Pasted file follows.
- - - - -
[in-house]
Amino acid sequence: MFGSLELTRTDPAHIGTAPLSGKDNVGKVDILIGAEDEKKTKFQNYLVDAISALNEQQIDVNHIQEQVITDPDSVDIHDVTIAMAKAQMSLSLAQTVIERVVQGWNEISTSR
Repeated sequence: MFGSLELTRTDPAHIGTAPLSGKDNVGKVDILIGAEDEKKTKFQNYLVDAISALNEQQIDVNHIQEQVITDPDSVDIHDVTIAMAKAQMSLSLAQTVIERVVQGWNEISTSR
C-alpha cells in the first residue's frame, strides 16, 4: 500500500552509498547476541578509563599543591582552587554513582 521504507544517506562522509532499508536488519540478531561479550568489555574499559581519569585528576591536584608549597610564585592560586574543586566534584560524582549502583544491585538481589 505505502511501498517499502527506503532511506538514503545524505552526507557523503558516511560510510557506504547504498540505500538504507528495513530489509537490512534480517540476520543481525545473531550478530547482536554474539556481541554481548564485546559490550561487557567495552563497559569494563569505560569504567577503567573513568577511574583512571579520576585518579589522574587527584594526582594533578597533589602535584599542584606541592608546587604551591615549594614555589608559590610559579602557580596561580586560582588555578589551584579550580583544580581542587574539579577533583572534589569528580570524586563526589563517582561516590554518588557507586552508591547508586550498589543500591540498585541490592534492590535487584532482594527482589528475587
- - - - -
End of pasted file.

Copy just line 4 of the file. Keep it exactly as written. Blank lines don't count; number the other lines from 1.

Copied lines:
C-alpha cells in the first residue's frame, strides 16, 4: 500500500552509498547476541578509563599543591582552587554513582 521504507544517506562522509532499508536488519540478531561479550568489555574499559581519569585528576591536584608549597610564585592560586574543586566534584560524582549502583544491585538481589 505505502511501498517499502527506503532511506538514503545524505552526507557523503558516511560510510557506504547504498540505500538504507528495513530489509537490512534480517540476520543481525545473531550478530547482536554474539556481541554481548564485546559490550561487557567495552563497559569494563569505560569504567577503567573513568577511574583512571579520576585518579589522574587527584594526582594533578597533589602535584599542584606541592608546587604551591615549594614555589608559590610559579602557580596561580586560582588555578589551584579550580583544580581542587574539579577533583572534589569528580570524586563526589563517582561516590554518588557507586552508591547508586550498589543500591540498585541490592534492590535487584532482594527482589528475587